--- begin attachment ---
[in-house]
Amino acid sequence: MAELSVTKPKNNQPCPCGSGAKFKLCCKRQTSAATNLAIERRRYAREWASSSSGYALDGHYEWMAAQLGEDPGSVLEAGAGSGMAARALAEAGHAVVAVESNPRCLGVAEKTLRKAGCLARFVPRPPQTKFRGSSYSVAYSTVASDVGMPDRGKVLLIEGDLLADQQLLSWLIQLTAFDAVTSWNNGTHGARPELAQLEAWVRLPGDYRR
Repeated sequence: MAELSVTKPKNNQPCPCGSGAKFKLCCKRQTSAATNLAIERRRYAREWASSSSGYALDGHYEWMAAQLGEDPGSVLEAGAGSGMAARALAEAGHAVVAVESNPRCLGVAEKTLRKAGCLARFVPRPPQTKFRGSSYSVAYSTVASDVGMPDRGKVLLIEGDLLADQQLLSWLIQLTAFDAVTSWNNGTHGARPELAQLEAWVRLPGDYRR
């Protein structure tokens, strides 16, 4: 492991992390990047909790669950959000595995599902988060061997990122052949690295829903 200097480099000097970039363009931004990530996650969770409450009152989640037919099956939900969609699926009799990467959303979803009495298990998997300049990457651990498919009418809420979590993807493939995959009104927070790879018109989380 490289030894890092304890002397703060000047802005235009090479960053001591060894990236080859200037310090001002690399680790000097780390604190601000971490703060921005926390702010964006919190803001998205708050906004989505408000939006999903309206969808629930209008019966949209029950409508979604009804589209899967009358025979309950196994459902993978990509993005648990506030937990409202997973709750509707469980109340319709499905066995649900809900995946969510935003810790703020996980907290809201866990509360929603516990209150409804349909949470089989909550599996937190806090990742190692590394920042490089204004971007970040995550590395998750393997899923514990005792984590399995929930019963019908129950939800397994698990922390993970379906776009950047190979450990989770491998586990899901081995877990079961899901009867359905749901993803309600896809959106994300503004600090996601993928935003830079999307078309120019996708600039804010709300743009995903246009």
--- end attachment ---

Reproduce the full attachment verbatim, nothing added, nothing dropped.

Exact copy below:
[in-house]
Amino acid sequence: MAELSVTKPKNNQPCPCGSGAKFKLCCKRQTSAATNLAIERRRYAREWASSSSGYALDGHYEWMAAQLGEDPGSVLEAGAGSGMAARALAEAGHAVVAVESNPRCLGVAEKTLRKAGCLARFVPRPPQTKFRGSSYSVAYSTVASDVGMPDRGKVLLIEGDLLADQQLLSWLIQLTAFDAVTSWNNGTHGARPELAQLEAWVRLPGDYRR
Repeated sequence: MAELSVTKPKNNQPCPCGSGAKFKLCCKRQTSAATNLAIERRRYAREWASSSSGYALDGHYEWMAAQLGEDPGSVLEAGAGSGMAARALAEAGHAVVAVESNPRCLGVAEKTLRKAGCLARFVPRPPQTKFRGSSYSVAYSTVASDVGMPDRGKVLLIEGDLLADQQLLSWLIQLTAFDAVTSWNNGTHGARPELAQLEAWVRLPGDYRR
């Protein structure tokens, strides 16, 4: 492991992390990047909790669950959000595995599902988060061997990122052949690295829903 200097480099000097970039363009931004990530996650969770409450009152989640037919099956939900969609699926009799990467959303979803009495298990998997300049990457651990498919009418809420979590993807493939995959009104927070790879018109989380 490289030894890092304890002397703060000047802005235009090479960053001591060894990236080859200037310090001002690399680790000097780390604190601000971490703060921005926390702010964006919190803001998205708050906004989505408000939006999903309206969808629930209008019966949209029950409508979604009804589209899967009358025979309950196994459902993978990509993005648990506030937990409202997973709750509707469980109340319709499905066995649900809900995946969510935003810790703020996980907290809201866990509360929603516990209150409804349909949470089989909550599996937190806090990742190692590394920042490089204004971007970040995550590395998750393997899923514990005792984590399995929930019963019908129950939800397994698990922390993970379906776009950047190979450990989770491998586990899901081995877990079961899901009867359905749901993803309600896809959106994300503004600090996601993928935003830079999307078309120019996708600039804010709300743009995903246009």